This Stress Awareness Week, we take a look at how employee wellbeing surveys can tackle work-from-home loneliness, improve engagement and measure burnout
This week is National Stress Awareness Week (Monday November 2nd - Sunday 9th), and the perfect moment to talk about how to deal with stress in the workplace. We'll look at why employee wellbeing surveys are the perfect way to start.
When deadlines loom, communication fails or we struggle with work-life balance, stress creeps in. A healthy amount of stress motivates us, but too much prolonged stress can cause burnout, physical health issues and jeopardize our mental health.
How can HR support their people to cope with stress? The first step is to measure the prevalence of stress in the workplace through wellbeing surveys.
Employee wellbeing surveys measure various aspects of wellbeing by asking employees a range of questions.
HR also measure wellbeing through metrics such as employee turnover, employee engagement surveys and absenteeism.
The benefit of an employee wellbeing survey is that it addresses underlying issues head on. Employee wellness surveys invite employees to reflect on their physical and mental health and the ways in which the company supports them. Wellbeing surveys may be conducted once a month to check-in with employees.
Surveys provide HR with the data it needs to create evidence-based wellness strategies that meet the needs of employees.
Benefits of conducting an employee wellbeing survey
Stress is a psychological, physical and behavioural response. According to positivepsychology.com, stress occurs when we believe that we cannot meet the demands placed on us.
Stress can lead to symptoms such as :
Clearly, these symptoms reduce our productivity. They also effect our life away from work.
To understand how an employee wellbeing survey can help tackle stress, let’s think about the underlying causes of stress in the workplace.
Potential causes of workplace stress
The above reveal different stressors we encounter at work. Company culture is central to many of these - a culture of open communication addresses some issues. A work environment where employees talk openly about mental health is key.
An employee wellbeing survey is a great opportunity to check if your company lives up to its values and culture. Consider asking employees to rank the following statements on a Likert scale:
This is an excellent way to measure if wellbeing programs have created cultural change in your organization. Following a program designed to promote conversations about mental health, if employees still do not feel there is a supportive culture, it might be worth rethinking your strategy.
It’s important that wellbeing surveys adopt some of the principles of 360 Feedback – incorporating feedback from all levels of the company.
Feedback on managers can offer useful insights into employee wellbeing. The aim is not to ‘blame’ certain individuals for unhealthy company culture. Rather, managers have a crucial role to play in employee wellbeing.
Survey questions to ask to address manager’s role in employee wellbeing:
(Rate from ‘Strongly Disagree’ to Strongly Agree’)
Managers are often responsible for communicating and implementing HR’s wellbeing strategy day to day. It’s important that you check in with them too on how confident they are with this – and give them the support and resources they need.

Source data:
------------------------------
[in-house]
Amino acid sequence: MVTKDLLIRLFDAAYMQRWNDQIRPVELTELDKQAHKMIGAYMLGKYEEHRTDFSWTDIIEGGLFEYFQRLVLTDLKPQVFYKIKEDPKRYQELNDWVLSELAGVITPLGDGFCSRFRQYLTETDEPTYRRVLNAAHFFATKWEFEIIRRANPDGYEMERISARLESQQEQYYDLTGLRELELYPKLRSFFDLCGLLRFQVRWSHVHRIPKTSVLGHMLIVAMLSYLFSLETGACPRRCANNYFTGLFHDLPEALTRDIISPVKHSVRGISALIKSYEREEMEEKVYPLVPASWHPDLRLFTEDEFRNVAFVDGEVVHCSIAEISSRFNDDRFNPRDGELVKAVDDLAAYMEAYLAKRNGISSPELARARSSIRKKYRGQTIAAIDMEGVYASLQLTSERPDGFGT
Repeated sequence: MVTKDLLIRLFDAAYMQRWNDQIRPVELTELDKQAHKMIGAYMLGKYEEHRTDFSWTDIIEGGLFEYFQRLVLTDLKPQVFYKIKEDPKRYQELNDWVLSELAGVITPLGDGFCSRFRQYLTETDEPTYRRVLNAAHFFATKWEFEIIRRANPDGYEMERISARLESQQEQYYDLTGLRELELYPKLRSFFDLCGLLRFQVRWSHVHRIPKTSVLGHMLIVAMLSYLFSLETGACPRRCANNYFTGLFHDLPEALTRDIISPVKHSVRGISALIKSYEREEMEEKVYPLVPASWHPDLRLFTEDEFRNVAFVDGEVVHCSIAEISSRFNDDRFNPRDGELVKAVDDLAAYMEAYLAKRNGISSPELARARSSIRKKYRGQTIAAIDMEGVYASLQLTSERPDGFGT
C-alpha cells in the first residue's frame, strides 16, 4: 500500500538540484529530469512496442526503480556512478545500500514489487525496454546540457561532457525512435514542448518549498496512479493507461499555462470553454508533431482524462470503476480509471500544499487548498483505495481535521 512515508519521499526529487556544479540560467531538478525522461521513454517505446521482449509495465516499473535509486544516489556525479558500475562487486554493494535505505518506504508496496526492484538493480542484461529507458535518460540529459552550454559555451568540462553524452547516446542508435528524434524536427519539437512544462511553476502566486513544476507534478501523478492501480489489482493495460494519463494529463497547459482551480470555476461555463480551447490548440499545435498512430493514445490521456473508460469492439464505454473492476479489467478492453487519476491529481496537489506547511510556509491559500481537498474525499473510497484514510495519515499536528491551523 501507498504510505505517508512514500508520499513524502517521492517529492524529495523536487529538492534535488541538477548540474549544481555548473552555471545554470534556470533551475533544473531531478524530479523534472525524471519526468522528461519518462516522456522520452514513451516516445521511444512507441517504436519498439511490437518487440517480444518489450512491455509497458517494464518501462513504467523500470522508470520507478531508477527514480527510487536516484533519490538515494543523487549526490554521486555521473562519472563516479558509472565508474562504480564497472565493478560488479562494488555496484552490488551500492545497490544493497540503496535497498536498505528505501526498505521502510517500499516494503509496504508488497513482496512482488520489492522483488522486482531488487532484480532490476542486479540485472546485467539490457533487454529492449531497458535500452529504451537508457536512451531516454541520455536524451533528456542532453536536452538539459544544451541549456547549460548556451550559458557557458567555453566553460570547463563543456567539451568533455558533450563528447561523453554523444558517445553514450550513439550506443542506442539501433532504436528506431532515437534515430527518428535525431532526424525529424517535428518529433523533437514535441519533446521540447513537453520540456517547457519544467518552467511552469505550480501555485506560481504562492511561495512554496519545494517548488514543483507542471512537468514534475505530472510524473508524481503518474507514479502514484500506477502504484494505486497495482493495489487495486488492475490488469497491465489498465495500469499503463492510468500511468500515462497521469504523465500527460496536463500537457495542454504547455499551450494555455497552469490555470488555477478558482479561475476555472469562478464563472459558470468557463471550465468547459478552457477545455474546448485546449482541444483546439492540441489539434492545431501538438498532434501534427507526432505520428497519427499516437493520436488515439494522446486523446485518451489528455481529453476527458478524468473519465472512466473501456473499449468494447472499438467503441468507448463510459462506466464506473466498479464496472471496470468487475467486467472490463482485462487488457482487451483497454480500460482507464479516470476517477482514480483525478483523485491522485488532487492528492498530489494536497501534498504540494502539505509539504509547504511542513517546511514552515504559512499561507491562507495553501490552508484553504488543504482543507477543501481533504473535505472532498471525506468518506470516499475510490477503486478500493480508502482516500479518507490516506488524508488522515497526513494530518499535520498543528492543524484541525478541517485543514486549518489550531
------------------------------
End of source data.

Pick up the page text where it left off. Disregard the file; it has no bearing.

While the company has a role to play, we all respond to stresses differently. It’s important that an employee wellbeing survey reflects this.
HR should try to understand how employees support their own wellbeing - in terms of self-care and community. This can help HR professionals to create a wellbeing program that is relevant and impactful. Ask about:
What techniques employees use to care for their physical health – do they exercise regularly, eat healthily?
What techniques employees use to care for their mental health – do they talk about worries to friends and family, speak to a psychotherapist, do they take time for self-care?
What do they think they can do to support a colleague struggling with mental health issues or severe stress?
Why does wellbeing matter to them?
Do they use apps or technology to support your mental health? If so, are there any they would recommend to a friend?
While these are personal responses, they help HR improve employee experience.
If ever there was a moment to be tracking changes in employee wellbeing, it is 2020! Use employee wellbeing surveys to find out how employees adjusted to remote-work.
In particular, focus your questions on the impact on work-life balance, caring responsibilities and loneliness.
Make it explicit that HR are working to find out how they can better support staff during difficult times.
Remote work topics for employee wellbeing survey
Impact of childcare/ other caring responsibilities on stress levels and mental health
Ability to balance work and home responsibilities
Whether working hours have increased due to remote work
Whether productivity has increased/decreased
Loneliness and Isolation
Employee engagement is inextricable from employee wellbeing. Gallup found that employees who are engaged and have high well-being are also 27% more likely to report "excellent" performance at work.
Feeling challenged and that we have a sense of purpose at work gives us a reason to get out of bed in the morning.
Consider including a few employee engagement survey questions in your employee wellbeing survey. These might include:
Recognition is key here – recognition cultures promote wellbeing by expressing gratitude to employees.
Employee wellbeing surveys remind staff that HR is there to support them. It grounds wellbeing strategy in the voice of employees. Make sure wellbeing surveys are regular, so that HR can track what policies are working.
PeopleGoal makes the process of measuring employee wellbeing simple. Book a demo today to find out more.